In an age of generative AI services like ChatGPT, the Foundation has introduced new experiments to help us learn more about generative AI is impacting how people seek out knowledge content. To help us further our understanding, we launched in August 2023 a ChapGPT plugin experiment. The plugin was built as a way for ChatGPT users to query Wikipedia explicitly and directly. The experiment concluded in January 2024, and showed that chatbots are not supplanting Wikipedia as a source for knowledge. There is increased trust in the content provided when the information is coming from Wikipedia. We are taking these learnings and beginning work on a new browser extension, which will utilize generative AI and Wikimedia content, to allow readers to use Wikipedia to verify the accuracy of information they read across the internet. This new browser extension will help readers find additional information and reliable sources from Wikipedia about content they discover on other websites. 

Recently, we expanded our work to enable a new Wikimedia community for building an open library of functions, Wikifunctions, that is capable of creating new forms of knowledge across Wikimedia sites. Officially launched in August 2023, Wikifunctions is a Wikimedia project to collaboratively create and maintain a library of code functions to support the Wikimedia projects and beyond, in the world’s natural and programming languages. A “function” is a sequence of programming instructions that makes a calculation based on data you provide. Functions can answer questions, such as how many days have passed between two dates, or the distance between two cities. You can find out more on the main Abstract Wikipedia project page on Meta-Wiki.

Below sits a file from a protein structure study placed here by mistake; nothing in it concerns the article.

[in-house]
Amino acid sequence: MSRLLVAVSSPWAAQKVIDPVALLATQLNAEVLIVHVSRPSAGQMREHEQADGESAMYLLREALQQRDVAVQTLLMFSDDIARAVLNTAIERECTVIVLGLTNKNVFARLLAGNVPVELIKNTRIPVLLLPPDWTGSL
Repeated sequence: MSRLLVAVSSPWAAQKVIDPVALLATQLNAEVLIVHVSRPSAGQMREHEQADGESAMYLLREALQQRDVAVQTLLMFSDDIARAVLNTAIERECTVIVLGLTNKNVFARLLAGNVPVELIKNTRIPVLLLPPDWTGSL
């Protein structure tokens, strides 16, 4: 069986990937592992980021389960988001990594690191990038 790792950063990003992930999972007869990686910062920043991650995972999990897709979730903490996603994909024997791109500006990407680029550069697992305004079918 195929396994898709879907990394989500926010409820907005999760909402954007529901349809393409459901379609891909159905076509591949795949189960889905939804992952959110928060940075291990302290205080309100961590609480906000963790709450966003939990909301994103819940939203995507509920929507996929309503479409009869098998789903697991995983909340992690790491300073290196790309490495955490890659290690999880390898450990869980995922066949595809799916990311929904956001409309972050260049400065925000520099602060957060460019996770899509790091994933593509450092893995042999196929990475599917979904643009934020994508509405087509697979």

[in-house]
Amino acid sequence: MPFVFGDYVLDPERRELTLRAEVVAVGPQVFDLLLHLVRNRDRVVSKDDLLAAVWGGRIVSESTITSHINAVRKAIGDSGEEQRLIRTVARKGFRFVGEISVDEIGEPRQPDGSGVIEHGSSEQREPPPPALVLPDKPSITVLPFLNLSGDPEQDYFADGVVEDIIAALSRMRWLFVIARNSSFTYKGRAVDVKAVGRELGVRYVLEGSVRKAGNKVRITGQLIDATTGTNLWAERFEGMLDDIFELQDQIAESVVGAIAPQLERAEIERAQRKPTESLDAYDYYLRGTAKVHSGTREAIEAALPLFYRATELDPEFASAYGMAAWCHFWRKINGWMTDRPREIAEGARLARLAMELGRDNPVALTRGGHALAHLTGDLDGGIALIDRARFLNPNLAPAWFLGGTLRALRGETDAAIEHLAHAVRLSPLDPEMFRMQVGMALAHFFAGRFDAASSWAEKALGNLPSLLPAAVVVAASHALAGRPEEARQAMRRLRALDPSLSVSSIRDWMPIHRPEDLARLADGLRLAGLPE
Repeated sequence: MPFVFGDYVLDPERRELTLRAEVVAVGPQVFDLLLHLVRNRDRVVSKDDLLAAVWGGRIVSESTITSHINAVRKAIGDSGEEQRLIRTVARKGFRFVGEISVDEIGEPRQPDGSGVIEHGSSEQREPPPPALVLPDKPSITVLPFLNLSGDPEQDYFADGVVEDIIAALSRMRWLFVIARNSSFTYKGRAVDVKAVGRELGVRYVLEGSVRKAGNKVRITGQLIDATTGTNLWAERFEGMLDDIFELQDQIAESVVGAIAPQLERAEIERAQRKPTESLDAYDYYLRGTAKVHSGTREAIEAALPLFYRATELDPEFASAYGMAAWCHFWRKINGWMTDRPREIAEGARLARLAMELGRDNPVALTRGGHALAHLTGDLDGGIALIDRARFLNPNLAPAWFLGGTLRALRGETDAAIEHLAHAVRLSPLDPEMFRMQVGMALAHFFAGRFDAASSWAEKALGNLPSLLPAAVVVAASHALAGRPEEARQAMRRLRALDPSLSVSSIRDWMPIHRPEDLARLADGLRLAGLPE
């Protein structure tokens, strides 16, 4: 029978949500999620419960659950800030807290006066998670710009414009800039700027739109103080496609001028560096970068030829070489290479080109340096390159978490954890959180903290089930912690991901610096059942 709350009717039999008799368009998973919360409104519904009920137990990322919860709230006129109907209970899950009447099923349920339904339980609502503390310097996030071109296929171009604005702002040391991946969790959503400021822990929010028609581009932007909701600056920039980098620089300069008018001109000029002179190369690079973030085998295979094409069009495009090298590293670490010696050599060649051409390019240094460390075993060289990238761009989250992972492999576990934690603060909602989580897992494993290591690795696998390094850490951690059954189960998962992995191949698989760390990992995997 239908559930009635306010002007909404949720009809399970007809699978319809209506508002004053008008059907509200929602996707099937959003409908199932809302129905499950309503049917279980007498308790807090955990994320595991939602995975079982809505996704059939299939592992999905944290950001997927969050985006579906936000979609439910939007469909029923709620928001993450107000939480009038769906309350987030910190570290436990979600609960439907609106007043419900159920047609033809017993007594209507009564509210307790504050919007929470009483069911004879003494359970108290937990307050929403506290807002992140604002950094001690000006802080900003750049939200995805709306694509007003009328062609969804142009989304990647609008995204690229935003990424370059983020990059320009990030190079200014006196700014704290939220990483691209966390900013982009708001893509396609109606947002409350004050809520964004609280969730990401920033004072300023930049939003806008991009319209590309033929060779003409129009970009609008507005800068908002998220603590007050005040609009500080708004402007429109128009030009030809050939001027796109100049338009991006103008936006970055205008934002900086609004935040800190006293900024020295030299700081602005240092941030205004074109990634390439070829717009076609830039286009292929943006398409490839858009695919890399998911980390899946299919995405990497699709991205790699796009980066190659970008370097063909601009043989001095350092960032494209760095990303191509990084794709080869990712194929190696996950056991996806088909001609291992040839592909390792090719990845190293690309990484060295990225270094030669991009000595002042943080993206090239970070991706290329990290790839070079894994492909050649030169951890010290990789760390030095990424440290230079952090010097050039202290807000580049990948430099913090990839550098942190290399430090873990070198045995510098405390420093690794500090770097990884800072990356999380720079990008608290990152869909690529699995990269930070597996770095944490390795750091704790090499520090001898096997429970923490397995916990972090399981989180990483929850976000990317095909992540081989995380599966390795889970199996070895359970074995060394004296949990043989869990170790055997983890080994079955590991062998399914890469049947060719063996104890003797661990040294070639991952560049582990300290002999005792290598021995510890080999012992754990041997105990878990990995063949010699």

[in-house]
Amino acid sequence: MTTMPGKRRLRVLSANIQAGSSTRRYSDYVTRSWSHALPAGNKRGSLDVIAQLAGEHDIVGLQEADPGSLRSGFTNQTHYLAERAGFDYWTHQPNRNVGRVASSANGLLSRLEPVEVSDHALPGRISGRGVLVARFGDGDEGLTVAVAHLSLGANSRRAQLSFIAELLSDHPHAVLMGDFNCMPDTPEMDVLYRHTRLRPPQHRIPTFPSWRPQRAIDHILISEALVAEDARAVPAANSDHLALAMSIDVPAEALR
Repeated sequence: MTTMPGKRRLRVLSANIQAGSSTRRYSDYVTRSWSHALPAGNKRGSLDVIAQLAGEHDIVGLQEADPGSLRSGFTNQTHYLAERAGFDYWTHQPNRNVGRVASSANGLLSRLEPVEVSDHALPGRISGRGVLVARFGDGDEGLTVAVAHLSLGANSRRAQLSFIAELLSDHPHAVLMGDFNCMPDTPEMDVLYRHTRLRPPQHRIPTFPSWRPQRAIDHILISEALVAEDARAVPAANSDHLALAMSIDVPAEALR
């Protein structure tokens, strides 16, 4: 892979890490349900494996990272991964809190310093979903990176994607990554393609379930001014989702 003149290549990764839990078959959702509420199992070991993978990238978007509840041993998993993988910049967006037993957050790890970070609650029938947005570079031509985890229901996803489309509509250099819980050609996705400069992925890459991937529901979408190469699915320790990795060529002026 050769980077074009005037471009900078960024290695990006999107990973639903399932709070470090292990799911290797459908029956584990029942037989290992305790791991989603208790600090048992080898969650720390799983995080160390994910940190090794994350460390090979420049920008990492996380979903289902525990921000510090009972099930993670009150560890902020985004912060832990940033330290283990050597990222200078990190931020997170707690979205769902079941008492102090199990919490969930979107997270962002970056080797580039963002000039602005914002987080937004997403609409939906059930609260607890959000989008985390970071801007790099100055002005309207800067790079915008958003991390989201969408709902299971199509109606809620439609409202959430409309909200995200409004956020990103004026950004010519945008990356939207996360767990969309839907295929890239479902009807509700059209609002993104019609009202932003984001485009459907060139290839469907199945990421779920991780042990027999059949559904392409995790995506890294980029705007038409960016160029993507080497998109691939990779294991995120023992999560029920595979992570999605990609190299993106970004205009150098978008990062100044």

Our Product and Technology teams also worked to continue to lower the barriers to entry for new code contributors, and have already seen a 20% increase over last fiscal year in the number of volunteer code contributors who submit more than five patches. The teams also made progress on a number of requests for new or improved features, including:

  • Temporary Accounts for Unregistered Editors: Previously known as the IP Masking project, this effort will provide greater anonymity to volunteers making contributions without a registered account.
  • Discussion Tools: A set of features that improve the usability and effectiveness of the talk pages used to facilitate discussions and decision making on all of the Wikimedia projects.
  • Automoderator: Allows volunteer content moderators to configure automated prevention or reversion of bad edits based on scoring from a machine learning model.
  • Community Configuration: Provides local on-wiki configuration tools for leaders of individual wikis to customize their wiki’s usage of tools developed by the Foundation’s Growth team. This is designed to help wikis reach and welcome more new contributors with tools such as the newcomer tasks feature.
  • Accessibility for reading: Prototyping of a new feature which allows individual readers to select font-related settings – such as size and spacing – which best accommodate their reading needs or preferences.